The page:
This video was created by The Child Exploitation and Online Protection Centre (CEOP). This is a government funded group whose goal is to ensure that the youth of Great Britain are protected online. There are different levels to this agency: the first is run by the police to investigate cases of child exploitation on the web. The other level is harm reduction, which they called the ThinkUKnow campaign. This campaign was established to ensure that children learn to use the web in a safe and fun way. Not only have the British Government released this advertisement on national television, they also commissioned the CEOP to travel to schools all over Britain, teaching children about web safety by using games and other fun activities to help their message sink in. As this is a government agency in Britain, I decided to check what the Irish Government and state agencies were doing to promote web safety by our youth. After extensive searching I came to the realisation that there is nothing being done to ensure that our children are using the web safely.

How much more rapidly will education change under the influence of the openness, ease of access, and social nature of Web 2.0? It is hard to answer, but with the way education has changed in the past decade, who knows. Much responsibility is on the Irish Government to adopt these new education methods in the way that their British, European and American counterparts are doing so, although I cannot see much being done within the next few years. The fact that Ireland is heavily influenced by the EU is a positive in this case however, as the guidelines set out By the ERC may be enforced on the Irish education system. I believe that it is essential that the implementation of Web 2.0 in education should be backed by a strong and realistic programme of training for all teachers, regardless of experience, and should continually develop to meet the changing needs of learners and teachers.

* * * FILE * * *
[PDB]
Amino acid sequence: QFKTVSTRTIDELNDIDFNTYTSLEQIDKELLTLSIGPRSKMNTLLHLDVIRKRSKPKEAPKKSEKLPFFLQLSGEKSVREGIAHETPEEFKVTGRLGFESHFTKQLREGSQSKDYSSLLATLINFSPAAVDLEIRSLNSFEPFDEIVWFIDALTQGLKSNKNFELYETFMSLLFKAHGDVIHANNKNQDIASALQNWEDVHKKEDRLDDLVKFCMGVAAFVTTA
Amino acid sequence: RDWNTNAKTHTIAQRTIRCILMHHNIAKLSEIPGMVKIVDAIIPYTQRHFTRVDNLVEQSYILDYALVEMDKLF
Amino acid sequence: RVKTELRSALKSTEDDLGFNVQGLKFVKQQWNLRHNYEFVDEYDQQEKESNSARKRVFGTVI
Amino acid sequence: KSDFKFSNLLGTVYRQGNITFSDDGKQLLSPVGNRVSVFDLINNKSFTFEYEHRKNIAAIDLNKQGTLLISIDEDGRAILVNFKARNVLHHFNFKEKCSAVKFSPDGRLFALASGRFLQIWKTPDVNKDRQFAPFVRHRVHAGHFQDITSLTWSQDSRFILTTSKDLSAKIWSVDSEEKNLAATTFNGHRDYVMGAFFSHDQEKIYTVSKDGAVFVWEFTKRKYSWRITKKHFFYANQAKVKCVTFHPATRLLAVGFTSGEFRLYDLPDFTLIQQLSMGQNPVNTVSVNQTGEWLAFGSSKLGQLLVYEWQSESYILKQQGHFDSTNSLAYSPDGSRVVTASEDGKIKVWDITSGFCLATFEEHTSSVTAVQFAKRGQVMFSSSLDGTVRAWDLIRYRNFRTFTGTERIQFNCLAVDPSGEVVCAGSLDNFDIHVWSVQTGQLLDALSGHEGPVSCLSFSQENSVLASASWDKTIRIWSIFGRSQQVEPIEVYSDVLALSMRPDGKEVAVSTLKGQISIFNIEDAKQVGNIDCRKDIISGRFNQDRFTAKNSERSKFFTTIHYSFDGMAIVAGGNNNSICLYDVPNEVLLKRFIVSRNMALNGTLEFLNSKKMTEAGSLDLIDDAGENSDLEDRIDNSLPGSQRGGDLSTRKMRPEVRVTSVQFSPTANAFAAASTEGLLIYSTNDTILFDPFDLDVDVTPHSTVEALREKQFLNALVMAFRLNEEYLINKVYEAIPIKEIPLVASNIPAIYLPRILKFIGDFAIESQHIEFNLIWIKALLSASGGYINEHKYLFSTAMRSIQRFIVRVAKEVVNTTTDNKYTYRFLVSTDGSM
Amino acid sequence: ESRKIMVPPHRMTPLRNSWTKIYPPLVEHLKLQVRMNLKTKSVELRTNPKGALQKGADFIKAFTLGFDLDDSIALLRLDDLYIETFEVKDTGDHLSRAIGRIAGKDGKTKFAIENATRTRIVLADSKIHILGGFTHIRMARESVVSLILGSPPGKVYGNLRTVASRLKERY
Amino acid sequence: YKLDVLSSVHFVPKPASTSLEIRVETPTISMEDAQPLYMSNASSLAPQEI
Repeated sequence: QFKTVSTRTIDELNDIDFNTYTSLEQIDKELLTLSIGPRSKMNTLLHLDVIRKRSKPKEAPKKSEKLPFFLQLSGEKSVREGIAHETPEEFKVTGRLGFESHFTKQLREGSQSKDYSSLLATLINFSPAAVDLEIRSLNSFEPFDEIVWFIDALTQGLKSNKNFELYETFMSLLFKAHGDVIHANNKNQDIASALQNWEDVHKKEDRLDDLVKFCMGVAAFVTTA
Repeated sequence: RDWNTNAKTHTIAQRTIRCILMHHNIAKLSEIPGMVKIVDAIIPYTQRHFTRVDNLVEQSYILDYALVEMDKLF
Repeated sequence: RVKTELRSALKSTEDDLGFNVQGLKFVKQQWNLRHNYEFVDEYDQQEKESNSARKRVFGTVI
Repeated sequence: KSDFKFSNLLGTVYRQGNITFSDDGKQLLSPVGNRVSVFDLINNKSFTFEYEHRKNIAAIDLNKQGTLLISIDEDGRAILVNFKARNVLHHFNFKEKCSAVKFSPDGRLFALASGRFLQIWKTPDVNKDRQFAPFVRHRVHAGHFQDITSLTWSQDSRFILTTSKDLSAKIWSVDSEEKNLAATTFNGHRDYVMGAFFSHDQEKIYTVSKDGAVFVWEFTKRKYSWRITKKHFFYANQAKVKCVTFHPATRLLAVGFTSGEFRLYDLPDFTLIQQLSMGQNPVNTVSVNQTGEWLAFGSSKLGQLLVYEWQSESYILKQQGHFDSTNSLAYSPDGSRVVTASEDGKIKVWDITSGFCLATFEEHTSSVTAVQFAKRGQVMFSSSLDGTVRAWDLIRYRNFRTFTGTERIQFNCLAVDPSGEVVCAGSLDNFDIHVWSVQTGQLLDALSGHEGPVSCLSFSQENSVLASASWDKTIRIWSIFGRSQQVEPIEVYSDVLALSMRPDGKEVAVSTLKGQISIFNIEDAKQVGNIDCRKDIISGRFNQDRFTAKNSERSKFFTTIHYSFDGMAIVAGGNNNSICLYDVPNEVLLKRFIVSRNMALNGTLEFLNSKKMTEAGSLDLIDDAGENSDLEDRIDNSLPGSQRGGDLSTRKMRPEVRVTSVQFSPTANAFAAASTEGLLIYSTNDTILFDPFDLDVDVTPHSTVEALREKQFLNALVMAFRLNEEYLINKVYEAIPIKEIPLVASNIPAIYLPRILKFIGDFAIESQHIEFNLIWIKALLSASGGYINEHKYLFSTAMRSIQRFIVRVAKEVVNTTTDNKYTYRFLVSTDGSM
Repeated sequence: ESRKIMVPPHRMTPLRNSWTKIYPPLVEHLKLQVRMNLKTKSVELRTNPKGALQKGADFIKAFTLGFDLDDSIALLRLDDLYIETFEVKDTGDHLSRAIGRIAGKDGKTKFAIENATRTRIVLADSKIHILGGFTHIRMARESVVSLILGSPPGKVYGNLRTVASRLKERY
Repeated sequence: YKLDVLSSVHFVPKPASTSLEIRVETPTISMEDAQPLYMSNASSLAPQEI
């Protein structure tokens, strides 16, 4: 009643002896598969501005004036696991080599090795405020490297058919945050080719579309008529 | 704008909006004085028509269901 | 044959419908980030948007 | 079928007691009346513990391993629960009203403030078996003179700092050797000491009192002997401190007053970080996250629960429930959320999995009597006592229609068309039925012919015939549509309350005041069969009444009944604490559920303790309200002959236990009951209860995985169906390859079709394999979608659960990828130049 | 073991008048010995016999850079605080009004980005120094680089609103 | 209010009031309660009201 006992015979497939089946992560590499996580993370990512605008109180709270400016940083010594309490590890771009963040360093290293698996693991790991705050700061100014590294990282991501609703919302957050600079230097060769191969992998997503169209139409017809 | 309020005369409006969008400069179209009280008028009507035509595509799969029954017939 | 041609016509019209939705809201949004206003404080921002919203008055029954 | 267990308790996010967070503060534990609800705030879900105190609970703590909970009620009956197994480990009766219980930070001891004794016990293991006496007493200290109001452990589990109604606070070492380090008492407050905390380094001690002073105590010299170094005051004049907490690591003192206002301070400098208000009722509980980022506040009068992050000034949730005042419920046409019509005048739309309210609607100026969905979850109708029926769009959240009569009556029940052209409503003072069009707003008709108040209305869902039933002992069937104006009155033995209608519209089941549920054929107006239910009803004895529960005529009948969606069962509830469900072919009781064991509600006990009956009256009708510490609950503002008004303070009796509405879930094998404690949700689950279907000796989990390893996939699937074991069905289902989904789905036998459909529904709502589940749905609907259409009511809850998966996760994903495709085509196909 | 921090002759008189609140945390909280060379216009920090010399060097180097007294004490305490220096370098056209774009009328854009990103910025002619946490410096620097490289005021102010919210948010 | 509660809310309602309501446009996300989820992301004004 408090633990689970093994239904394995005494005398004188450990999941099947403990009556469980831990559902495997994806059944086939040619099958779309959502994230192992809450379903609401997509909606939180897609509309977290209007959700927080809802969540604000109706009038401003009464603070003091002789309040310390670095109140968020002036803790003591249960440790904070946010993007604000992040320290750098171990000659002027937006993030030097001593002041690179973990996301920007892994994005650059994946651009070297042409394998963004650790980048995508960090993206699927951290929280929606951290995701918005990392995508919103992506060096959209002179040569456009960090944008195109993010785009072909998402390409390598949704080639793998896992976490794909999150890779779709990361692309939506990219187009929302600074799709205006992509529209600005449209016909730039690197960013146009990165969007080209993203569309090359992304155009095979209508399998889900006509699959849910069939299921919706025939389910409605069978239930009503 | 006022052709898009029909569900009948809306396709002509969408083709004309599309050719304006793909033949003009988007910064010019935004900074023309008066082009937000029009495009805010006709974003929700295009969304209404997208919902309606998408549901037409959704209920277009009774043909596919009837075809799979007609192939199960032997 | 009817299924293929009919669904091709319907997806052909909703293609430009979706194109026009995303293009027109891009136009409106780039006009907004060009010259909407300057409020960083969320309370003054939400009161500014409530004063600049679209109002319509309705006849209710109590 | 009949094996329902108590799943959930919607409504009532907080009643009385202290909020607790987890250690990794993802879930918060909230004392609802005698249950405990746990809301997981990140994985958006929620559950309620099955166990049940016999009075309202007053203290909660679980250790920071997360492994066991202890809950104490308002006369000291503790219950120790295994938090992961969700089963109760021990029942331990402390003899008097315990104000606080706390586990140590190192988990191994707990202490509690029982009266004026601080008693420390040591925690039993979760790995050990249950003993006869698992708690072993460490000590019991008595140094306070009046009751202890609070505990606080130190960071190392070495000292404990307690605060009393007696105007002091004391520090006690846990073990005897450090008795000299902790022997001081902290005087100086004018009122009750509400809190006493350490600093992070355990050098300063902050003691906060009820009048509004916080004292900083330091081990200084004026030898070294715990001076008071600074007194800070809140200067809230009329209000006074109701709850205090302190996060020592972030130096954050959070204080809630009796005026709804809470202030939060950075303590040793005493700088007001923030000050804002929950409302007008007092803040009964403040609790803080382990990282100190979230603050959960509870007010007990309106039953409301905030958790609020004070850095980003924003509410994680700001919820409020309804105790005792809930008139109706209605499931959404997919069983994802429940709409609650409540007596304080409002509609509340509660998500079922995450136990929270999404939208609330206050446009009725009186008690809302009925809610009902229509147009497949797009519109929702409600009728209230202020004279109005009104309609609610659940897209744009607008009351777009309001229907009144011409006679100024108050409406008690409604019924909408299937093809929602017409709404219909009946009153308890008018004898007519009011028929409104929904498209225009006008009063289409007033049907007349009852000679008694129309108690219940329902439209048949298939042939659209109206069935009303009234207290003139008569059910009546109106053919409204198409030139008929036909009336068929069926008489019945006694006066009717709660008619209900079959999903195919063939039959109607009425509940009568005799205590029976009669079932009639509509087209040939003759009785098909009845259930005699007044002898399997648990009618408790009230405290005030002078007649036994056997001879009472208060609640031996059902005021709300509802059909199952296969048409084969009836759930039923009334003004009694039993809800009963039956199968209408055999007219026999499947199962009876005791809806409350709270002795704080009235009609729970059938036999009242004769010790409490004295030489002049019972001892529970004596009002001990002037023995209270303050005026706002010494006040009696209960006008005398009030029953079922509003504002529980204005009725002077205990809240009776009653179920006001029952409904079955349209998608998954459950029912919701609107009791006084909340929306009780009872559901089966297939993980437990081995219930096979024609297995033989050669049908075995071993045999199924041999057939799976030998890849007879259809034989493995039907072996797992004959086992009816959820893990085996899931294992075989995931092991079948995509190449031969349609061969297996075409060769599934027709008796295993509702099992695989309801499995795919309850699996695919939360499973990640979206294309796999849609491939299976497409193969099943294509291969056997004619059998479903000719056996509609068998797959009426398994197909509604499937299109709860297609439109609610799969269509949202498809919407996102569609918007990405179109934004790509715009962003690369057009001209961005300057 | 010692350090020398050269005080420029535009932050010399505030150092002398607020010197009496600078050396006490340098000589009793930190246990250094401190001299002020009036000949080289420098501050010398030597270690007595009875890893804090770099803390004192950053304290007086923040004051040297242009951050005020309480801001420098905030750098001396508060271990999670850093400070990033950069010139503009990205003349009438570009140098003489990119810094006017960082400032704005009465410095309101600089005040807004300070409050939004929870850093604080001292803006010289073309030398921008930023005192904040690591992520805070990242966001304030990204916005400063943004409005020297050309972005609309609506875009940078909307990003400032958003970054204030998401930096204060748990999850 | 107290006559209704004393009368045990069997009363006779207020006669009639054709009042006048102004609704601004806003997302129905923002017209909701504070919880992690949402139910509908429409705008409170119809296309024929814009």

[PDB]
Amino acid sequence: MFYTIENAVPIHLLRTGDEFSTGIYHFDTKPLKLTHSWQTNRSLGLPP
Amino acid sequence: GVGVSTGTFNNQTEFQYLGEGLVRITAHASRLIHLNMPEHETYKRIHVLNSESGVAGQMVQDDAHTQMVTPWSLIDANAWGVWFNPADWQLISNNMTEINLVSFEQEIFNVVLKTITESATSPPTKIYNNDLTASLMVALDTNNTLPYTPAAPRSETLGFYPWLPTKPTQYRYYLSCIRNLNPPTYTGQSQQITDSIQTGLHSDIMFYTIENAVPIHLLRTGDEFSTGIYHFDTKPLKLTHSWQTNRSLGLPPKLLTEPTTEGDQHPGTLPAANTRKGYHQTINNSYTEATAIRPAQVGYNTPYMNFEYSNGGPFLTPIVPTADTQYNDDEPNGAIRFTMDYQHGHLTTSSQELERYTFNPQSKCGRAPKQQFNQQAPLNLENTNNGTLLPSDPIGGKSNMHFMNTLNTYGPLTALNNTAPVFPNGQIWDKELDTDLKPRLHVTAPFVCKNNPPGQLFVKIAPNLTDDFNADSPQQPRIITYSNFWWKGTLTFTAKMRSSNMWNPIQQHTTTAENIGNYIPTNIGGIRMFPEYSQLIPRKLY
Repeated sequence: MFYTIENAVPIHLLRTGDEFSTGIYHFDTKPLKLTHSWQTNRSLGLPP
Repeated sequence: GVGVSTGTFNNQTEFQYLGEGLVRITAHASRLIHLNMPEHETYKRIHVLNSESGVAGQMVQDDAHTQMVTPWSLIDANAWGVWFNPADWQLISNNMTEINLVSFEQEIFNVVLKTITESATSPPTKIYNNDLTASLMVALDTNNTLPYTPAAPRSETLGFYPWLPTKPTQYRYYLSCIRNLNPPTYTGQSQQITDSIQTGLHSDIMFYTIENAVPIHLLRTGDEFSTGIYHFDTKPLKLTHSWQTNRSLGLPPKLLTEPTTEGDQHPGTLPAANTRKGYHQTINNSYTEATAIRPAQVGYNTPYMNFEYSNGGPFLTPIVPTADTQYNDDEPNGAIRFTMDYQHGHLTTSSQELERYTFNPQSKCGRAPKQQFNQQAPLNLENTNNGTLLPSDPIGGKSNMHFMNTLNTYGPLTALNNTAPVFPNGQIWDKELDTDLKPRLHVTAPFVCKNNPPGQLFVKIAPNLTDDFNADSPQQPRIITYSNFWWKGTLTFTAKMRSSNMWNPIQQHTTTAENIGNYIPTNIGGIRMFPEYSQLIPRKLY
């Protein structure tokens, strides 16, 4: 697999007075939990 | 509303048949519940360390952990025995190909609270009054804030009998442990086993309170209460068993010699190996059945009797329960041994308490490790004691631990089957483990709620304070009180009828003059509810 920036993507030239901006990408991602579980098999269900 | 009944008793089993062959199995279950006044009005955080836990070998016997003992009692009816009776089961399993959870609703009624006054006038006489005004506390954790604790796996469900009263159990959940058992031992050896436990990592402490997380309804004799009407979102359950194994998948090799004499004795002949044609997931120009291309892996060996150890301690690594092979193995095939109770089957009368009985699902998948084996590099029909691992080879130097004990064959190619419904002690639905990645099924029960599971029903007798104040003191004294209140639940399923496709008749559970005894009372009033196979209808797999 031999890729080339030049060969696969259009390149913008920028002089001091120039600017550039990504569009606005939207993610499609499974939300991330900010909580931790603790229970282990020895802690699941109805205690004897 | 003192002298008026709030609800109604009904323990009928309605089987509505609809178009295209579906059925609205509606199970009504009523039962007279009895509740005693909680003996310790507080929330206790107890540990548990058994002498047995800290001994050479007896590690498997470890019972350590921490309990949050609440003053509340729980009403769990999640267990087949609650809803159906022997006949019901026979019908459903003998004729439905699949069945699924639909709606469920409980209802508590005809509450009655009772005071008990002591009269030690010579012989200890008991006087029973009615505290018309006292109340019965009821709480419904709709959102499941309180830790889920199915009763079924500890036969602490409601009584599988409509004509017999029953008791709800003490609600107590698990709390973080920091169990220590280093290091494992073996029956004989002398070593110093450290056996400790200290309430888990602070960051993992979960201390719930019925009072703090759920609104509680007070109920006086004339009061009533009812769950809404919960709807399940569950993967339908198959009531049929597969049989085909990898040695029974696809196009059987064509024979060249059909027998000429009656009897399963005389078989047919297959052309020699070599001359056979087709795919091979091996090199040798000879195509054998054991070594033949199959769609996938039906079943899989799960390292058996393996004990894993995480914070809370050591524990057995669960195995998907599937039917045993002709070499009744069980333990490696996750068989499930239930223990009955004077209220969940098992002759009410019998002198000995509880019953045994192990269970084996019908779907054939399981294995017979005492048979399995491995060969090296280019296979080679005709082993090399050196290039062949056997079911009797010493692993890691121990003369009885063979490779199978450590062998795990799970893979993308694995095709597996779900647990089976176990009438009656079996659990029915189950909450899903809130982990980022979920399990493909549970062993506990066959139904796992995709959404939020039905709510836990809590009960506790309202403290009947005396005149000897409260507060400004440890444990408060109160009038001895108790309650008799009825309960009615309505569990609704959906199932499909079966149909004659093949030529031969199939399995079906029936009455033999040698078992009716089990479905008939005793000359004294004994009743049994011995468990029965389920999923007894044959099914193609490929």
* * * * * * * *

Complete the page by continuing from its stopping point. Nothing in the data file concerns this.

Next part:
Bibliography

Websites

http://ceop.police.uk/

http://www.web20erc.eu/

http://www.anseo.net/2009/01/20/irish-teachers-attitude-to-web-20/

Books

Lauden, Kenneth C. and Traver, Carol Guercio. E-Commerce 2011: Business, Technology, Society. Pearson, 2011.

Online Articles

Liu, Alan. “Imagining the New Media Encounter.” A Companion to Digital Literary Studies. Blackwell, 2012. Web. 9 Mar. 2012.

Price, Kenneth M. “Electronic Scholarly Editions.” A Companion to Digital Literary Studies. Blackwell, 2012. Web. 9 Mar. 2012.

Thomas, David A. From Web 2.0 to Teacher 2.0. Proceedings of the Twentieth Annual International Conference on Technology in Collegiate Mathematics. Texas: Pearson Education, 2009. Web. 7 Mar. 2012.

Videos

http://www.youtube.com/watch?v=mxOSk0VYy28&feature=related

http://www.youtube.com/watch?v=unIo2QVfO0w&feature=related

Advertisements

My Essay on Narrative gaming

In this piece of work I will write about my opinion of narrative gaming. For research I have looked at work from bloggers and game developers. All the games I write about I have played extensively. I will begin with looking at the development of gaming from its humble beginnings in 1972 with Pong up to 2011 with Uncharted. My main argument as always will be that game narrative is a vital part of the game, and that games tell stories well.